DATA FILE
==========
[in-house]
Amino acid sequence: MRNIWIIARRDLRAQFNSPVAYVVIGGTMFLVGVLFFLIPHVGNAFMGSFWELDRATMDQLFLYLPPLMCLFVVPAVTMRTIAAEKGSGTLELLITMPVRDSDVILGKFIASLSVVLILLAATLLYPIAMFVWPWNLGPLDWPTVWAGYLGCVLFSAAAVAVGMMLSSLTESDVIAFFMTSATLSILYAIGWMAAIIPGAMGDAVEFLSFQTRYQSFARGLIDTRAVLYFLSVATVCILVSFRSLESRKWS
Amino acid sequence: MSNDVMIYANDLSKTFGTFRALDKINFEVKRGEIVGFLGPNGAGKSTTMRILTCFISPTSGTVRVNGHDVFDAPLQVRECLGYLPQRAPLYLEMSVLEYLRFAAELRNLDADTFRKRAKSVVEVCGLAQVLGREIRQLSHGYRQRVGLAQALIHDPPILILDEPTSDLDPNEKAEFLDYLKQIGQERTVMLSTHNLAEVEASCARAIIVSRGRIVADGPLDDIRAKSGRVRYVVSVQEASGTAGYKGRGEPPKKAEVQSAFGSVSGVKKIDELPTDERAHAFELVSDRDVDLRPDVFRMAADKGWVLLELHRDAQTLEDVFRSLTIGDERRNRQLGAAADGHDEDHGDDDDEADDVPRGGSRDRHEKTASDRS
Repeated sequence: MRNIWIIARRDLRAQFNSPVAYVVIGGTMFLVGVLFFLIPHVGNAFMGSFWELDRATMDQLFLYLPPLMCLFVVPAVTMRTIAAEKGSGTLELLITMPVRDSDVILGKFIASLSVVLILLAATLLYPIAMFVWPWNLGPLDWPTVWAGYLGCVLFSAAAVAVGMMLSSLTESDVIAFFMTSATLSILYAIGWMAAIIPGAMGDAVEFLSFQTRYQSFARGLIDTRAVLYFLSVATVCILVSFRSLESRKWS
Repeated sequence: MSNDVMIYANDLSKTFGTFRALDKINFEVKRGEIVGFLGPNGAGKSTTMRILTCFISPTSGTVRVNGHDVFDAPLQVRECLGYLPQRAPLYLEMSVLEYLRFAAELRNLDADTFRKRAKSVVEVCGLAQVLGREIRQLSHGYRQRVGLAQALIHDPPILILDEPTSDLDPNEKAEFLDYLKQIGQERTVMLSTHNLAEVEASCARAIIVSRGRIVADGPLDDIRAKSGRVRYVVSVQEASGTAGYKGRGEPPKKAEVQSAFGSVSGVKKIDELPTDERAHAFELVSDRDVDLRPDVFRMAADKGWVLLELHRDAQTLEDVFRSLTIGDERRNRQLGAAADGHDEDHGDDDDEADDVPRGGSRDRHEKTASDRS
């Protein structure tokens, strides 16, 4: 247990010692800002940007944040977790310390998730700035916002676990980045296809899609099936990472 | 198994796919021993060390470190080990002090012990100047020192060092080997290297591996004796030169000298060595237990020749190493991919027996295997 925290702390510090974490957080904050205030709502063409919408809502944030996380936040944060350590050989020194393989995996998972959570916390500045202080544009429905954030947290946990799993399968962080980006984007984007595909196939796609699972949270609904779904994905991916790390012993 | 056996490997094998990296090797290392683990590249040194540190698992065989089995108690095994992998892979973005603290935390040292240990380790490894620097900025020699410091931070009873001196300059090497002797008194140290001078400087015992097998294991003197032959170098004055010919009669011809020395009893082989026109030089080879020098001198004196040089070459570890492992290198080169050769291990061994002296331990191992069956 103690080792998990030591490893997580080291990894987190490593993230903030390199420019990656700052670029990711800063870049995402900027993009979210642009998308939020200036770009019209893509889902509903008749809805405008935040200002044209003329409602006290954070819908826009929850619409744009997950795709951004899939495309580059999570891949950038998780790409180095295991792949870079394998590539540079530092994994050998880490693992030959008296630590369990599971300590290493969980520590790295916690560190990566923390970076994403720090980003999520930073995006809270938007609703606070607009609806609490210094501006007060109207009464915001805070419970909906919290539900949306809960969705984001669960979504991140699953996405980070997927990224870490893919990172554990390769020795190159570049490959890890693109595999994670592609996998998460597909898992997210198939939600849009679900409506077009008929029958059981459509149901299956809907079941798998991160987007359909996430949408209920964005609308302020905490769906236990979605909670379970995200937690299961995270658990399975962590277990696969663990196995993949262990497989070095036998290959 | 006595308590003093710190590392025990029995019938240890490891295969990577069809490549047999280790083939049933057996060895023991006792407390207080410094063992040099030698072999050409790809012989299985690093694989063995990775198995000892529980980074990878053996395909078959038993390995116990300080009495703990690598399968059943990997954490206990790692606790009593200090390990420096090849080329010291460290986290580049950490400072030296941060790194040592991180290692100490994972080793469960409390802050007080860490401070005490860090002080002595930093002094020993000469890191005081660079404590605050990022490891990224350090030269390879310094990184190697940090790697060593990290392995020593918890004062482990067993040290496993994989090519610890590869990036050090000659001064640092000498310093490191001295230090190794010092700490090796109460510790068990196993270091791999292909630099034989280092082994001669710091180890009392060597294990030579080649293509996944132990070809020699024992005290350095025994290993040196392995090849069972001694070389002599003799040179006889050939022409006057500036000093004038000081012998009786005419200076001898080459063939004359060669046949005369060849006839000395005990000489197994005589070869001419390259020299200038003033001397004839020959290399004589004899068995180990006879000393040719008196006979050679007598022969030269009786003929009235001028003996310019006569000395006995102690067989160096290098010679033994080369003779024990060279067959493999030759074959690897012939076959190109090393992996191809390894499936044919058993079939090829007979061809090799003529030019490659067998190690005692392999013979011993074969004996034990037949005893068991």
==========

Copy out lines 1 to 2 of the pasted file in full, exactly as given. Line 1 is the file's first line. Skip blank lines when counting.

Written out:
[in-house]
Amino acid sequence: MRNIWIIARRDLRAQFNSPVAYVVIGGTMFLVGVLFFLIPHVGNAFMGSFWELDRATMDQLFLYLPPLMCLFVVPAVTMRTIAAEKGSGTLELLITMPVRDSDVILGKFIASLSVVLILLAATLLYPIAMFVWPWNLGPLDWPTVWAGYLGCVLFSAAAVAVGMMLSSLTESDVIAFFMTSATLSILYAIGWMAAIIPGAMGDAVEFLSFQTRYQSFARGLIDTRAVLYFLSVATVCILVSFRSLESRKWS